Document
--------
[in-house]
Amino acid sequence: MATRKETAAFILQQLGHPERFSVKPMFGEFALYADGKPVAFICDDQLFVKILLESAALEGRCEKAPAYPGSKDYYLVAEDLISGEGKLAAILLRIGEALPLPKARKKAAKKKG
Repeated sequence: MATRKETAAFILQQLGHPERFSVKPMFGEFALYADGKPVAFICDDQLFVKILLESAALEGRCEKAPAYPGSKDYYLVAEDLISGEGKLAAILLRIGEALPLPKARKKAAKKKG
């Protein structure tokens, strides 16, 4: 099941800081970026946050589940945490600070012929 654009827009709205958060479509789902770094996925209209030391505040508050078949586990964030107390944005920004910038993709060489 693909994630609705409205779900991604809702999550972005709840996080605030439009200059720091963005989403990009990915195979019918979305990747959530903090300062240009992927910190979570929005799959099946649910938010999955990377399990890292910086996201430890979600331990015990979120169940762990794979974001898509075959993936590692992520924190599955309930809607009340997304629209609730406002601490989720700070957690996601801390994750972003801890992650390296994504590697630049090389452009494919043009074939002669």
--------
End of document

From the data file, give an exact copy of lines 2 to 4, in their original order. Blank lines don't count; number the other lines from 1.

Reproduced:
Amino acid sequence: MATRKETAAFILQQLGHPERFSVKPMFGEFALYADGKPVAFICDDQLFVKILLESAALEGRCEKAPAYPGSKDYYLVAEDLISGEGKLAAILLRIGEALPLPKARKKAAKKKG
Repeated sequence: MATRKETAAFILQQLGHPERFSVKPMFGEFALYADGKPVAFICDDQLFVKILLESAALEGRCEKAPAYPGSKDYYLVAEDLISGEGKLAAILLRIGEALPLPKARKKAAKKKG
């Protein structure tokens, strides 16, 4: 099941800081970026946050589940945490600070012929 654009827009709205958060479509789902770094996925209209030391505040508050078949586990964030107390944005920004910038993709060489 693909994630609705409205779900991604809702999550972005709840996080605030439009200059720091963005989403990009990915195979019918979305990747959530903090300062240009992927910190979570929005799959099946649910938010999955990377399990890292910086996201430890979600331990015990979120169940762990794979974001898509075959993936590692992520924190599955309930809607009340997304629209609730406002601490989720700070957690996601801390994750972003801890992650390296994504590697630049090389452009494919043009074939002669």